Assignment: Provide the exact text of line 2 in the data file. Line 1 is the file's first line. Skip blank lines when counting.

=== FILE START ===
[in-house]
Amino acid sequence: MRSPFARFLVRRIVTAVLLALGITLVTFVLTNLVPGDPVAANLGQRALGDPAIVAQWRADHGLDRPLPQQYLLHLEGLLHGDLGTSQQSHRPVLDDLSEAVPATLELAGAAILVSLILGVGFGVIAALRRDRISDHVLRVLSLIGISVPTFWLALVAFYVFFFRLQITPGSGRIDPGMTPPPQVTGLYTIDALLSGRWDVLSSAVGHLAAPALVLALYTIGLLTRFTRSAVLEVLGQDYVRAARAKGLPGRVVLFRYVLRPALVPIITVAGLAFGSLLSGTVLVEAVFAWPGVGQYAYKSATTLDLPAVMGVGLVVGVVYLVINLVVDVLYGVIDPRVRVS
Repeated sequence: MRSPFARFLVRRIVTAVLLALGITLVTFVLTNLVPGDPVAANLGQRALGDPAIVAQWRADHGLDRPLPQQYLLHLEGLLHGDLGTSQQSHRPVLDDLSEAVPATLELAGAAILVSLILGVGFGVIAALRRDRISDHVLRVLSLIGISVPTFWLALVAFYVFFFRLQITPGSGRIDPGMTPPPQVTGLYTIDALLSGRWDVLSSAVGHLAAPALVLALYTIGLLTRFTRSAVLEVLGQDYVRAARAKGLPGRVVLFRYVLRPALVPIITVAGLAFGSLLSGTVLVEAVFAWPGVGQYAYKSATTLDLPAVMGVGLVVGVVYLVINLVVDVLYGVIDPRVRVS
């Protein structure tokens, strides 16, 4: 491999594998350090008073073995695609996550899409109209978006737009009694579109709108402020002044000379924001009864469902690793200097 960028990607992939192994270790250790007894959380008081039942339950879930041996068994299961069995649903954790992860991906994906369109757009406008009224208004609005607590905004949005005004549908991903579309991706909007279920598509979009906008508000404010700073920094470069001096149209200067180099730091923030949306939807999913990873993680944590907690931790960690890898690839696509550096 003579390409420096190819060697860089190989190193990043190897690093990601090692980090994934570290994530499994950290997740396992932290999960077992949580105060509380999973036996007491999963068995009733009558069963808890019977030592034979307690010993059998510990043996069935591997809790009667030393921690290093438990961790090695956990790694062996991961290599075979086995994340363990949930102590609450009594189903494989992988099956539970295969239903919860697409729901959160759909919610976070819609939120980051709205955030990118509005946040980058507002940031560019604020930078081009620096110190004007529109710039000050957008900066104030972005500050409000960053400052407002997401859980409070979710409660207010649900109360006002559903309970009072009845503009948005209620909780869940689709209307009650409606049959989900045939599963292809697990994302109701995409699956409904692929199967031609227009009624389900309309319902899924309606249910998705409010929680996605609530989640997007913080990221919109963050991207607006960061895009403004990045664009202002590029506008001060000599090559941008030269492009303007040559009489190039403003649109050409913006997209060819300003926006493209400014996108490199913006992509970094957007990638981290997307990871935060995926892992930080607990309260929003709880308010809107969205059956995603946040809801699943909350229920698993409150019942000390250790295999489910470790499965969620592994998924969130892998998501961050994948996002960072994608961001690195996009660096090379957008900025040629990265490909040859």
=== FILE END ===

Amino acid sequence: MRSPFARFLVRRIVTAVLLALGITLVTFVLTNLVPGDPVAANLGQRALGDPAIVAQWRADHGLDRPLPQQYLLHLEGLLHGDLGTSQQSHRPVLDDLSEAVPATLELAGAAILVSLILGVGFGVIAALRRDRISDHVLRVLSLIGISVPTFWLALVAFYVFFFRLQITPGSGRIDPGMTPPPQVTGLYTIDALLSGRWDVLSSAVGHLAAPALVLALYTIGLLTRFTRSAVLEVLGQDYVRAARAKGLPGRVVLFRYVLRPALVPIITVAGLAFGSLLSGTVLVEAVFAWPGVGQYAYKSATTLDLPAVMGVGLVVGVVYLVINLVVDVLYGVIDPRVRVS